Coffin, Charles, born at Buzaney (Ardennes) in 1676, died 1749, was principal of the college at Beauvais, 1712 (succeeding the historian Rollin), and rector of the University of Paris, 1718. He published in 1727 some, of his Latin poems, for which he was already noted, and in 1736 the bulk of his hymns appeared in the Paris Breviary of that year. In the same year he published them as Hymni Sacri Auctore Carolo Coffin, and in 1755 a complete ed. of his Works was issued in 2 vols. To his Hymni Sacri is prefixed an interesting preface. The whole plan of his hymns, and of the Paris Breviary which he so largely influenced, comes out in his words.
"In his porro scribendis Hymnis non tam poetico indulgendunv spiritui, quam nitoro et pietate co… Go to person page >
Ad templa nos rursus vocat. Charles Coffin. [Sunday Morning.] In his Hymni Sacri, p. 8, ed. Paris, 1736, under the heading Die Dominica ad Laudes Matutinas. In the revised Paris Breviary of the Abp. Charles de Vintimille, 1736, it is the hymn for Sunday at Lauds; as also in the Lyons and other modern French Breviaries. Text as above, and in Card. Newman's Hymni Eccl. 1838, p. 2. [Rev. W. A. Shoults, B. D.]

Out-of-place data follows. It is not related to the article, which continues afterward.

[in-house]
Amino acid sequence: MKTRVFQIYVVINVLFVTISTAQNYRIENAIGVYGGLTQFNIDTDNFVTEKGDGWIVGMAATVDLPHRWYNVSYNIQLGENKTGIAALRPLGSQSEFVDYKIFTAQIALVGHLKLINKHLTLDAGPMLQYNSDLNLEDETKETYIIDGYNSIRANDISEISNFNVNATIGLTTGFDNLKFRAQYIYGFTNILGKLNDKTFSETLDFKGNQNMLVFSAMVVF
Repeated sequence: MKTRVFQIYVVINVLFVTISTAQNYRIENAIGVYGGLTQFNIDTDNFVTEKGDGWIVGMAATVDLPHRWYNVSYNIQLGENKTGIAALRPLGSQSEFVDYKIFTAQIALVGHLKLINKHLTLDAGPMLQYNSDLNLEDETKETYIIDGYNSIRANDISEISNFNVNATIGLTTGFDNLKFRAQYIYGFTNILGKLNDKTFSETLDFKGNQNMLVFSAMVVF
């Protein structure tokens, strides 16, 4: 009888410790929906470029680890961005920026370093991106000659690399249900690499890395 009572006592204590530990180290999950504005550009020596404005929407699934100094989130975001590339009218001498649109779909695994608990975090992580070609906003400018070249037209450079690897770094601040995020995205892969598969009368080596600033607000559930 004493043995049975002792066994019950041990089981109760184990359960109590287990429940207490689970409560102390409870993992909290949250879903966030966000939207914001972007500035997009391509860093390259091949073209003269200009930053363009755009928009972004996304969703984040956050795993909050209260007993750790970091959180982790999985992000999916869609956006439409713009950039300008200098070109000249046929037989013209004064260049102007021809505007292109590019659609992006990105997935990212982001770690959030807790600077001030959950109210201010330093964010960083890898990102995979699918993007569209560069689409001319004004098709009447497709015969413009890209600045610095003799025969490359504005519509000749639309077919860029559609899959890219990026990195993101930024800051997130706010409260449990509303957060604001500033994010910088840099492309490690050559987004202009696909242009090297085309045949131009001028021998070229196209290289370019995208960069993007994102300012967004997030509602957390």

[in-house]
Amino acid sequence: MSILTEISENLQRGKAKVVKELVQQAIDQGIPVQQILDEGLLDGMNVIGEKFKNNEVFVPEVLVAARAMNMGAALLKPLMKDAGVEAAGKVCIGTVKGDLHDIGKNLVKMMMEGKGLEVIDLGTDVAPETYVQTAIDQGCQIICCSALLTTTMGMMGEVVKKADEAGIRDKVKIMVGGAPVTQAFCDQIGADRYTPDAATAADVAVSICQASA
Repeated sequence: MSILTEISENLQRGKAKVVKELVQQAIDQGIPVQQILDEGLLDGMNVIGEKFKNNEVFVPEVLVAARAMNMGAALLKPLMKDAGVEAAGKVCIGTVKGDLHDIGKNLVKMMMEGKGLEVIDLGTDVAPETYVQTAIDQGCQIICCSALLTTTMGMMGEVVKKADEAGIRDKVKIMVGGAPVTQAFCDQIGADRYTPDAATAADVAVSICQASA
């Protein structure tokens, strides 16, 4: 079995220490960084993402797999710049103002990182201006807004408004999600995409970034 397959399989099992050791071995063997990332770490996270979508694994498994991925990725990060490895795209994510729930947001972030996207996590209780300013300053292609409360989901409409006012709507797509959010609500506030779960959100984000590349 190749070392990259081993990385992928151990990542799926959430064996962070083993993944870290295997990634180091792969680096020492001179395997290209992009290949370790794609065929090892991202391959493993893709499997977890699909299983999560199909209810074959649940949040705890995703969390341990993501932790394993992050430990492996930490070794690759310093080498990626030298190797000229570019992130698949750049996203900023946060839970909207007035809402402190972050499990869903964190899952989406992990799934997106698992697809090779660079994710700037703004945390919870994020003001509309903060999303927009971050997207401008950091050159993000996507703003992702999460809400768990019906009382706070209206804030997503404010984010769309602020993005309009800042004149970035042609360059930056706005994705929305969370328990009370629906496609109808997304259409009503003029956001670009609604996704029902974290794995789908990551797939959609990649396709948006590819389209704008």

Translations in common use:—
3. Again the Sunday morn, by E. Caswall, appeared in his Lyra Catholica, 1849, p. 293, and again in his Hymns and Poems, 1873, p. 223. In its original form its use is very limited, but as:—
4. Again the holy morn, it is given in several collections, including the Hymnary, 1872, No. 7, Hymns & Carols, n. d., No. 15, the Roman Catholic Hymns for the Year, n. d., No. 83, and many others. Another form based upon Caswall's translation is:—
5. When first the world sprang forth, in Kennedy, 1863, No. 701. It is probably by the editor, and is not found elsewhere.
--Excerpts from John Julian, Dictionary of Hymnology (1907)